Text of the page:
Now, there’s been a lot said that – about rules and regulations and then when – when the stewards had the – you know, stood up to the rules, said, ‘You know what, I don’t care if it’s the Kentucky Derby.  Rules are rules, and we’re going to –’ that was big.  That was saying, ‘Look, we have rules and we’re going to stand by them.’ And the stewards did it.

Obviously, it didn’t make a lot of people happy because she did – they disqualified the favorite.  So, that means the most money, the most people that bet on that horse, so that means the most people were going to be upset.  But the stewards looked at it, said, ‘There was a foul and there’s no question.’ You talk to the experts, the real experts, and I’m talking about the jockeys and the trainers that have watched thousands and thousands of horse – they will all – I haven’t heard one of them, except Bob and I’m going to – and Bob is my hero and I love him dearly, but heroes can be wrong also.  And I’m not sure Bob was a good person to ask since he trains for Mr West.  I don’t think that was a fair question to ask Bob.

So, I’m going to – but you talk – you know, the Gary Stevens, the Jerry Baileys, the John Velazquezes, you ask those guys and they’re all going to tell you the right decision was made.

Tom Pedulla:

Thank you, Mark.

Mark Casse:

Okay.

Operator:

Thank you.  Our last question is from Louisa Barton at The Horse Talk Show on The Sky 97.3.  Louisa, please go ahead.

Louisa Barton:

Hi, Mark.  How are you?

Mark Casse:

Hi, Louisa.  How are you?  Hello.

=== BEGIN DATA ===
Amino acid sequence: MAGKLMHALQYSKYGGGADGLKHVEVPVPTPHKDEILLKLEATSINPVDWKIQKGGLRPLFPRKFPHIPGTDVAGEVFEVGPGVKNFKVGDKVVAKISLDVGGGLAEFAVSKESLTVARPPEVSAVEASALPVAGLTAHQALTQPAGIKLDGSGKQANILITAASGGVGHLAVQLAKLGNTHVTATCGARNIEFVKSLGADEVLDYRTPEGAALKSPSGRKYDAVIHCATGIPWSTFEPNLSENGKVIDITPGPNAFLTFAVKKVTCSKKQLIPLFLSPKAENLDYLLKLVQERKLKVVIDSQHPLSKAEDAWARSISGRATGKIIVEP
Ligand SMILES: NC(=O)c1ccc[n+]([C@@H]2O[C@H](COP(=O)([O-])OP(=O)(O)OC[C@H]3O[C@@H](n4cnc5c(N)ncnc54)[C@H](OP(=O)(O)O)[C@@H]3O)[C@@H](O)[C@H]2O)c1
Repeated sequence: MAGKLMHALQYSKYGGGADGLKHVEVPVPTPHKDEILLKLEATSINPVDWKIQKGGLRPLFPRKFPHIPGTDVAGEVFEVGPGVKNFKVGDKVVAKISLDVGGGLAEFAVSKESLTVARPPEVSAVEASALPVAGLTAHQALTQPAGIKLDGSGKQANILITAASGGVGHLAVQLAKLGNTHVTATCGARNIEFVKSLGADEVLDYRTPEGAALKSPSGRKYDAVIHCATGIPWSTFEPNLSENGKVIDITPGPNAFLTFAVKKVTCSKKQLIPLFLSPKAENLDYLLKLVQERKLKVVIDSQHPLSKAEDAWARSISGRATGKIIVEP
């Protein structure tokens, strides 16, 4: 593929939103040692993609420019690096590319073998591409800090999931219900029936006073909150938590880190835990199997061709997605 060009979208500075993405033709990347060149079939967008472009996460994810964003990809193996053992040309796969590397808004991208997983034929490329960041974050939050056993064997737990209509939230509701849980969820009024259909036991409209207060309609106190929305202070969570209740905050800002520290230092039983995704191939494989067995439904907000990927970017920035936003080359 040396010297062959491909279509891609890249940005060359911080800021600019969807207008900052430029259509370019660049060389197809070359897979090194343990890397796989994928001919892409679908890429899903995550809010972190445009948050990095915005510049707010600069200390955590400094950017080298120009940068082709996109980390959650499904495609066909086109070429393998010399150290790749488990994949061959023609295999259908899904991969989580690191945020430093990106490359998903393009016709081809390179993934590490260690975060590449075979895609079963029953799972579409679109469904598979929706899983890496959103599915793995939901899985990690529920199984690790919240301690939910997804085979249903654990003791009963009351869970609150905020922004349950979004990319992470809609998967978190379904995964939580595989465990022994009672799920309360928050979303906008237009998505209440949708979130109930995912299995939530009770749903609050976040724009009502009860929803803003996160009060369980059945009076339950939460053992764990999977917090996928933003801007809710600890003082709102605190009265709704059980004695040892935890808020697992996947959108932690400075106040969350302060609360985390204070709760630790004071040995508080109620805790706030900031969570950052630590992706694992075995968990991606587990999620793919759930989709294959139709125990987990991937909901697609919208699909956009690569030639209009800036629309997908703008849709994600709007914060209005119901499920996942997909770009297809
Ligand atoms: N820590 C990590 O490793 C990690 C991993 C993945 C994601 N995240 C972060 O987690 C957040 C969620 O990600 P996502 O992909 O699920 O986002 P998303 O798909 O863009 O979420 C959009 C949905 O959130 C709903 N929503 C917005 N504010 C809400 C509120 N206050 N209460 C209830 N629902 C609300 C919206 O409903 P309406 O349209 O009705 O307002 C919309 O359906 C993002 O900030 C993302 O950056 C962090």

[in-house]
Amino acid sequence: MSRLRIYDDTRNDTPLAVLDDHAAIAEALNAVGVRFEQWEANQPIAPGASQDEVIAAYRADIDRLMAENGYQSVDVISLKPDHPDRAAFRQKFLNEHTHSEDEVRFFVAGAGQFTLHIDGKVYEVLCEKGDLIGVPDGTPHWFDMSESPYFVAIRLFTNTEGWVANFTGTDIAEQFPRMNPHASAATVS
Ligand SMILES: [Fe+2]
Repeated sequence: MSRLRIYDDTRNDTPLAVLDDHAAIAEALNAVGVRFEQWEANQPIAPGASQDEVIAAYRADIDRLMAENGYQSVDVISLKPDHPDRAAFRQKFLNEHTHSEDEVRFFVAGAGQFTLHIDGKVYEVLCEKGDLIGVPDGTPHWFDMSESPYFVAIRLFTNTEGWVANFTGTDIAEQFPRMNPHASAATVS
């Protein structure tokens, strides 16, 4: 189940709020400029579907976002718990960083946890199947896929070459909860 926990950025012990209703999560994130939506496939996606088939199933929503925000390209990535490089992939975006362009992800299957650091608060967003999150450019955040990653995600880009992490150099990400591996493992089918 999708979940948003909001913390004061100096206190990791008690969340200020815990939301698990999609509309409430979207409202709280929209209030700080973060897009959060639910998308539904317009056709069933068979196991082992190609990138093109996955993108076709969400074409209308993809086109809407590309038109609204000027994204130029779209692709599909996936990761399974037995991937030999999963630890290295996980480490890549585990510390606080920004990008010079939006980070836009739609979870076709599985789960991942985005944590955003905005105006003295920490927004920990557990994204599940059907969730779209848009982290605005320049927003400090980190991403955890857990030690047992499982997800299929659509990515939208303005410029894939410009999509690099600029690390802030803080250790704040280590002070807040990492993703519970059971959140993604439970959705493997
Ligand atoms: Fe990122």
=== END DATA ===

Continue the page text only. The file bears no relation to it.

Louisa Barton:

Good, good.  We both recovered from the derby, I hope.

Mark Casse:

I feel a lot better.  I heard Mike earlier on and he didn’t sound like he – he sounds like he had what I had.  Derby day and notes[?] day.  I was sick.

Louisa Barton:

Yeah.  I think we all left there feeling really ‘ugh’.  Yes, it was quite a weekend.

Mark Casse:

Yes.

Louisa Barton:

The first thing I wanted to say is I really admire your opinion on the result as far as the jockeys go.  You know, I don’t – I think like you, it’s really wrong to put them in that position and I think the same thing, the stewards are responsible, the three of them, to watch the race and call an inquiry.  And I think you really hit the nail right on top of the head with that.

And I think as far as the fans go, looking – you know, from the outside looking in, it would have been much better had it been done that way.  And it was then clear to the non-horse people who tend to attend the Derby more than any other race to have a better understanding of what’s going on and to see the authority as the one calling the foul, not the – you know, not the jockeys because that’s, I think, what less get questionable to so many people.

Mark Casse:

I agree, I agree.

Louisa Barton:

So, I think you really absolutely hit the nail right on top of the head as far as keeping the fans at the race.  So, I’m glad you said that.

The question I have is, you didn’t breeze Classic Empire between the races when he ran, and you’re not doing that with War of Will.  Is that because of the close amount of time, the two weeks between races, and do you think that’s better to give them that time and not breeze?